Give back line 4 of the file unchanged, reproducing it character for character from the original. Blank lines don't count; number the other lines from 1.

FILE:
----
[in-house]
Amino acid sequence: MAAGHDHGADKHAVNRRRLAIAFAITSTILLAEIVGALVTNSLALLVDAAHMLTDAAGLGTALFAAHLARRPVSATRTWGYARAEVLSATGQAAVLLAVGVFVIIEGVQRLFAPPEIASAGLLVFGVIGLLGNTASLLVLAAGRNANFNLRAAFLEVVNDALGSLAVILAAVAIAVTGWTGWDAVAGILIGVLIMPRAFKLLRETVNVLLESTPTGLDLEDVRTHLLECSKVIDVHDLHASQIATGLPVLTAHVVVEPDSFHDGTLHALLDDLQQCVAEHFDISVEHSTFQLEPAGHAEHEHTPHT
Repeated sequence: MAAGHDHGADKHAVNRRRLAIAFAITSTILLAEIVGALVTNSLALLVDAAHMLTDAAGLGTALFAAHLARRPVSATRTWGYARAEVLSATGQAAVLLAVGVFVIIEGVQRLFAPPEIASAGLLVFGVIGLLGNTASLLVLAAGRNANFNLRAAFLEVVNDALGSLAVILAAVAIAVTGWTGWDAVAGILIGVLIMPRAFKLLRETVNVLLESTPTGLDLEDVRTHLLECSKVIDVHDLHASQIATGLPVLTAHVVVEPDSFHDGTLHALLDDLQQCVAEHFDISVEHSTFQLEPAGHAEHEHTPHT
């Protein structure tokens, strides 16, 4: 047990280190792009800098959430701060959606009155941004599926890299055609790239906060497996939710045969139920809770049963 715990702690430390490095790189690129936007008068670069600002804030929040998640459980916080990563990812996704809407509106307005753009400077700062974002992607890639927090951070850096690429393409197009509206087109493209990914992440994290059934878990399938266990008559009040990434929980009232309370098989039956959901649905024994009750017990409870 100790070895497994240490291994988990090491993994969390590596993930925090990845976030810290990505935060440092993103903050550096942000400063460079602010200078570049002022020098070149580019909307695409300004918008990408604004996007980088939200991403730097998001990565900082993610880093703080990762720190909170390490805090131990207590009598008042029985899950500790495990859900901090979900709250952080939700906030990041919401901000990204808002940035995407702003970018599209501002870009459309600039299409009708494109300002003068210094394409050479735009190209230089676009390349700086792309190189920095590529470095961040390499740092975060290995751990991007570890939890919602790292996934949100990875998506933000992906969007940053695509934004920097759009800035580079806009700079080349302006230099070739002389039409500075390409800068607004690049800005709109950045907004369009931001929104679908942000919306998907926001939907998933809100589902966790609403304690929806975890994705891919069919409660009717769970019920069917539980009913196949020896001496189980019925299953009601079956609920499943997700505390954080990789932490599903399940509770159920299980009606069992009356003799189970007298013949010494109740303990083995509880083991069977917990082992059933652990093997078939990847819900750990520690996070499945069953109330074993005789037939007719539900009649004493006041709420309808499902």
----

């Protein structure tokens, strides 16, 4: 047990280190792009800098959430701060959606009155941004599926890299055609790239906060497996939710045969139920809770049963 715990702690430390490095790189690129936007008068670069600002804030929040998640459980916080990563990812996704809407509106307005753009400077700062974002992607890639927090951070850096690429393409197009509206087109493209990914992440994290059934878990399938266990008559009040990434929980009232309370098989039956959901649905024994009750017990409870 100790070895497994240490291994988990090491993994969390590596993930925090990845976030810290990505935060440092993103903050550096942000400063460079602010200078570049002022020098070149580019909307695409300004918008990408604004996007980088939200991403730097998001990565900082993610880093703080990762720190909170390490805090131990207590009598008042029985899950500790495990859900901090979900709250952080939700906030990041919401901000990204808002940035995407702003970018599209501002870009459309600039299409009708494109300002003068210094394409050479735009190209230089676009390349700086792309190189920095590529470095961040390499740092975060290995751990991007570890939890919602790292996934949100990875998506933000992906969007940053695509934004920097759009800035580079806009700079080349302006230099070739002389039409500075390409800068607004690049800005709109950045907004369009931001929104679908942000919306998907926001939907998933809100589902966790609403304690929806975890994705891919069919409660009717769970019920069917539980009913196949020896001496189980019925299953009601079956609920499943997700505390954080990789932490599903399940509770159920299980009606069992009356003799189970007298013949010494109740303990083995509880083991069977917990082992059933652990093997078939990847819900750990520690996070499945069953109330074993005789037939007719539900009649004493006041709420309808499902």